GRANTING APPEAL TO CAESAR
How inveterately must these Jews have hated Paul, when after two years they still thirsted for his blood! It would never have done for the trial to be transferred to Jerusalem, as the Jews had requested. If Paul had been brought thither, many plots might have been set on foot for the purpose of ending his life, especially if Festus proved as amenable to a bribe as had his predecessor. Festus was quite prepared to humor the Jews by granting such a transference, and there was no way of averting it other than Paulâ€™s availing himself of his right as a Roman citizen to be tried by the emperor himself.
The appeal was a great surprise. Festus himself was probably annoyed. It would not be agreeable to him to have his jurisdiction superseded on this the first occasion of holding a public inquiry. But there was no question that the appeal was admissible, and Festus had therefore no alternative. How strangely God was fulfilling His own word, So must thou bear witness also at Rome! Paul had always desired to visit the imperial city, to bear thither the message of the Cross; but he never expected to go under the safeguard of Roman soldiers and at Roman expense. â€œDeep in unfathomable mines of never-failing skillâ€ God fulfills His purposes.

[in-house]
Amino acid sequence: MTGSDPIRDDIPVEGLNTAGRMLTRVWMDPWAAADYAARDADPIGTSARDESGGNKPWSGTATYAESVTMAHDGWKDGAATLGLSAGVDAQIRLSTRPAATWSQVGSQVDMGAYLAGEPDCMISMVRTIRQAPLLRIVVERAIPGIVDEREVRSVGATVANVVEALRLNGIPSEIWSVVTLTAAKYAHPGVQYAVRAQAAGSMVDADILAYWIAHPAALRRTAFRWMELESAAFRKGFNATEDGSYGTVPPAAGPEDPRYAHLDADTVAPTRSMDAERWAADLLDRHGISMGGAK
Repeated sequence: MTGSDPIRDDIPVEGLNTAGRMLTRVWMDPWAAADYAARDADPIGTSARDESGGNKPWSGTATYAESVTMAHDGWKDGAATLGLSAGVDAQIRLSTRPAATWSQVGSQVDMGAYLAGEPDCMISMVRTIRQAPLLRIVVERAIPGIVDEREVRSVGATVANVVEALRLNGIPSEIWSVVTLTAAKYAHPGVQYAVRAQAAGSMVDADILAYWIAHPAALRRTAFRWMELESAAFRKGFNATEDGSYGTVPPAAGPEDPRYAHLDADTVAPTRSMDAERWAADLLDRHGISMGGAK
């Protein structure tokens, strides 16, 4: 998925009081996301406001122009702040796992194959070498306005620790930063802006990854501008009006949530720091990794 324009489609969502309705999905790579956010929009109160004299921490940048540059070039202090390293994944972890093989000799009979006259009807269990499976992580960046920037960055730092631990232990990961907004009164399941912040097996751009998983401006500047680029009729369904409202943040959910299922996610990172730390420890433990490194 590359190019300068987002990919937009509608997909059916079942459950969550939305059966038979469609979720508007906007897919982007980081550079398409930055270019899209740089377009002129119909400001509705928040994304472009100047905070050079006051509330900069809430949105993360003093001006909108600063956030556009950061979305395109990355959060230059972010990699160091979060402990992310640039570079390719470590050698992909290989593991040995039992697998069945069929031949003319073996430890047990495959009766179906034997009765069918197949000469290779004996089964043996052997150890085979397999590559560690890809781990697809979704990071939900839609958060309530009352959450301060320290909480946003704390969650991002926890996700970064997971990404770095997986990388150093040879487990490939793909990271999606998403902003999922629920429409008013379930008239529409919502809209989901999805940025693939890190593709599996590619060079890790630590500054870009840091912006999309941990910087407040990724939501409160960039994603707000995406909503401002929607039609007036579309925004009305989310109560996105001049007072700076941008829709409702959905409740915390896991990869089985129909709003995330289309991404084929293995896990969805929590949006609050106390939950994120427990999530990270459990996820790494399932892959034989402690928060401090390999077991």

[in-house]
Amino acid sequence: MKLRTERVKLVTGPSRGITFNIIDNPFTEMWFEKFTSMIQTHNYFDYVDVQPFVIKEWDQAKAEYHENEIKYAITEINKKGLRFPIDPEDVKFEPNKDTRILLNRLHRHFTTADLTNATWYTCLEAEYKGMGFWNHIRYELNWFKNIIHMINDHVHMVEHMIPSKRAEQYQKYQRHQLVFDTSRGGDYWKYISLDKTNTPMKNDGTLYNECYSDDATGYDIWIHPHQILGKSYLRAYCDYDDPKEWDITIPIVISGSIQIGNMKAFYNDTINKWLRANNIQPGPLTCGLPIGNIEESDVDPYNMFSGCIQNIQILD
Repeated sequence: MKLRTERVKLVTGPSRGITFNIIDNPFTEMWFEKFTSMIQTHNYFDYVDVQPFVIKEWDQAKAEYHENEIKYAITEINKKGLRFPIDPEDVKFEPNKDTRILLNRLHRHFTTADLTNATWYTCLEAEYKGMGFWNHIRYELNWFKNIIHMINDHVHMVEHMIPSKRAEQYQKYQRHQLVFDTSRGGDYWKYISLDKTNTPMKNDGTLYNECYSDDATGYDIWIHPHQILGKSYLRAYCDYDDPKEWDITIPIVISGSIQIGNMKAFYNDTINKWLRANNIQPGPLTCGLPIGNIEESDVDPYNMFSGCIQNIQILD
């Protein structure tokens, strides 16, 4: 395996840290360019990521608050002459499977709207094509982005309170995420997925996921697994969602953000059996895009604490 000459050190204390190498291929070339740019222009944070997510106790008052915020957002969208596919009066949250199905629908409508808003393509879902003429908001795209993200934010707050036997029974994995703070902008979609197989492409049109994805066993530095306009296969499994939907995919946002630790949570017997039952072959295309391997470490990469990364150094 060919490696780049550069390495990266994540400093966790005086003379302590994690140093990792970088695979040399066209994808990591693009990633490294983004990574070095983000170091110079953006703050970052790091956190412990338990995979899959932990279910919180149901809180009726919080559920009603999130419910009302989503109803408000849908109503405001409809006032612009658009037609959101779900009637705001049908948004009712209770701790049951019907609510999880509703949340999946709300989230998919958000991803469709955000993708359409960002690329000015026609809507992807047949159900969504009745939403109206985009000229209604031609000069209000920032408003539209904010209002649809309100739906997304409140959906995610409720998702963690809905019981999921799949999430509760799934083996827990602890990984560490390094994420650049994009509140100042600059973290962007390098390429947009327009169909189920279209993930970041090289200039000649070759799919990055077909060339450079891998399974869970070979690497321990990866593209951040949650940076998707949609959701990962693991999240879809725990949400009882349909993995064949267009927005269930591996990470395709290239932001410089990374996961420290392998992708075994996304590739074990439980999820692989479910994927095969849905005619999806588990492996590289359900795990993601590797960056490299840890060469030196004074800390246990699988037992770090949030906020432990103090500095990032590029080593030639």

SEEKING CHARGES AGAINST HIS PRISONER
Mark the difference with which these two men regarded our Lord. To the one, He was the supreme object of his affection and his life; to the other, He was â€œone Jesus.â€ Notice also that Paul had made clear his belief that Jesus was alive. Evidently the risen Christ had been the burden of Paulâ€™s preaching. Even Festus had come to understand that, although he would not accept it as true.
The Apostleâ€™s audience on the morrow was the most dignified and influential that he had addressed up to this point. As the Lord told Ananias that Saul had been chosen to bear His name before Gentiles and kings and the Children of Israel, so it came to pass. See Acts 9:15. There is no doubt that Paul was lifted far above the thought or fear of man by the consciousness that the Lord was standing by to strengthen him, so that through him the gospel might be fully known. Let us view every circumstance in our experience as the lamp-stand on which to place the lamp of testimony. It is a good thing to ask, â€œHow far will this promote my Lordâ€™s business?â€
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Meyer, Frederick Brotherton. "Commentary on Acts 25". "F. B. Meyer's 'Through the Bible' Commentary". https://www.studylight.org/
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